I write really fast. On average, I can write 4,000 words in an hour if I have my writing planned out ahead of time. If I “only” write for 4 hours a day, then I will knock out 320,000 words every month. That’s $12,800 a month, or over $150,000 a year… working part-time! This will be amazing!
Did you see the problem?
My plan was to write 3 to 4 full-length novels every single month.
I attempted this, repeatedly, over the course of a year. And until that fateful evening in the summer of 2019 when I missed my son’s t-ball game, I refused to admit to myself that this plan wasn’t working in the slightest.
I was burned out. Hard.
The problem with burnout
Being overworked isn’t just about managing your stress. It’s also about managing your productivity.
If I planned to write for 4 hours per day and comfortably meet my deadlines, why would I be writing for 19 hours one day?
Because the harder you work and try to power through burnout, the worse the effects are. My brain couldn’t write anymore. Words weren’t coming to me. Storylines were getting muddled. I was running out of ways to describe stuff.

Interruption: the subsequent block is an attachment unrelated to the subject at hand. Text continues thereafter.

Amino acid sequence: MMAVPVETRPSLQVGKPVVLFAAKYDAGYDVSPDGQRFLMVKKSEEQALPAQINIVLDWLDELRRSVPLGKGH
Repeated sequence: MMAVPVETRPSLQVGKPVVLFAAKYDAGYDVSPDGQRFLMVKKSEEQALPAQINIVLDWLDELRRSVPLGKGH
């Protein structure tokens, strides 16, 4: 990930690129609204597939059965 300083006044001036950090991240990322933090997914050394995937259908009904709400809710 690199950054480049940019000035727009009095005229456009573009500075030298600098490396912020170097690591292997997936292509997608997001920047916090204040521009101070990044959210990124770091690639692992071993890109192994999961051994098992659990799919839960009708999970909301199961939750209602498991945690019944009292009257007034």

I got behind on my work. Then a little more. Then a little more.
When you start to burn out, your productivity takes a nosedive. So you try to power through it. And your productivity keeps going down. But your responsibilities haven’t gone away, and you now have to be even more productive to make up for lost time.
The pressure rises.
If you’ve ever found yourself in this situation, you might ask yourself the same thing I did: How did I even get here?
How does burnout happen?
If we all know burnout is bad, then why do we let it happen to us?
Well, as it turns out, burnout is sneaky. It doesn’t suddenly jump out at you one day. It starts small… gradually building up until you suddenly realize you’re in a bad way and are already feeling the effects.
Generally speaking, burnout happens through a few different causes:
- You overestimate your abilities. This would be my problem. My foolish thinking that I could keep up a 4,000-word-per-hour pace indefinitely directly led to a plate full of writing that I couldn’t handle. Just because you can theoretically handle a workload doesn’t mean you should. Often, your ability to take on work has more to do with your energy levels than the hours available to you.
- You overextend yourself. Perhaps you understand your limits, but you take on the work anyway. Why? Because you “have to.” That’s another reason I was stuck in my burnout phase—I needed to get that work done so that I could pay off our debts! This might be the most common reason people burn out: because they think they have no other choice.
- You put too much pressure on yourself. This is a problem that gets worse the farther down you go. As the work piles up and you can’t handle it, you blame yourself for the inability to get on top of your work. It’s foolish, but we all do it. And that pressure leads to paralysis, which leads to even more burnout and frustration.